When people go into a meal hungry, their defenses are often down, and they become less likely to make decisions that honor their health and weight goals. What do you do when you arrive starving and see a bread basket in front of you? It’s hard not to dive right into that, isn’t it?  When you’re that hungry, you may not be able to think as clearly, thus less likely to make mindful choices. Filling up on a sensible afternoon snack will prevent you from showing up ravenous, helping you to make thoughtful decisions to help you look and feel your best.


One of the reasons snack is so often skipped is because people want to save their calories for dinner; they don’t want to spoil their appetite. This is a flawed way to go about it though, as it can easily backfire and actually cause you to overeat at dinner. The thing is, dinner is the problem in and of itself. Not only is it the worst meal to overeat at, but it’s the worst time of day to overeat too. Dinner is often the most caloric meal of the day; it’s when people tend to eat the heaviest, because typical dinner foods are heavier. Dinner is also often a more leisurely, relaxed meal, which encourages eating, and overeating. Moreover, the time you eat dinner—at night, before bed—isn’t the most ideal time for such consumption. This is because at night you are less active and therefore less likely to burn the calories consumed. Instead, it’s best to eat most of your calories before dinner, when you are more likely to burn them off through activity. Spoiling your appetite for dinner by having an afternoon snack that combines fiber and protein will help keep your dinner light and lean, and help prevent you from excess snacking after dinner too.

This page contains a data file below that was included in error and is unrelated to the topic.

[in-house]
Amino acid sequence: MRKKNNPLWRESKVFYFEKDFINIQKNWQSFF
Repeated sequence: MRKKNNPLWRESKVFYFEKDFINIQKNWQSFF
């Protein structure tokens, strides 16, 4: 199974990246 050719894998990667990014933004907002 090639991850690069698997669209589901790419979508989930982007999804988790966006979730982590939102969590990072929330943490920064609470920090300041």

Your goal is a minimum of 35g of fiber per day. Since dinner on F-Factor is protein and veggies, and intended to be the lightest meal of the day, snack is the perfect opportunity to make major strides to hit (or surpass) that daily fiber goal. Of course, hitting a quantifiable fiber benchmark isn’t just about glory. A good snack is roughly 200-250 calories, and consist of both fiber and protein—at least 5g of each. Fiber and protein are the two nutrients that fill us up on the fewest amounts of calories. The fuller you feel after a meal, the less likely you’ll be to overeat at the next meal; and, thus, the more likely you’ll be to lose weight. Hey, if you’re full enough from your afternoon snack, you might not even need such a large dinner—and if you’ve met you’re goal of at least 35g of fiber for the day, that’s okay!


An afternoon snack can also aid weight loss by providing you with energy for your after-work exercise session. If you attempt to work out on an empty stomach, you may feel too fatigued and skip the workout altogether. Anyone who’s ever attempted a post-work workout knows, it can be all too easy to justify skipping the gym to begin with. But an afternoon snack can do wonders here. A few hours after eating lunch, your blood sugars begin to come down, causing you to feel hungry and need a pick-me-up to get through the rest of the day. Eating a sensible snack will supply you with needed fuel to hit the gym and get on with your day effectively.


By eating breakfast, lunch, a snack, and dinner, you are guaranteed to feel full, have energy, and keep your metabolism working efficiently. Then, honoring your intentions to achieve your health and weight goals becomes a much more manageable feat. You can do it; one meal at a time!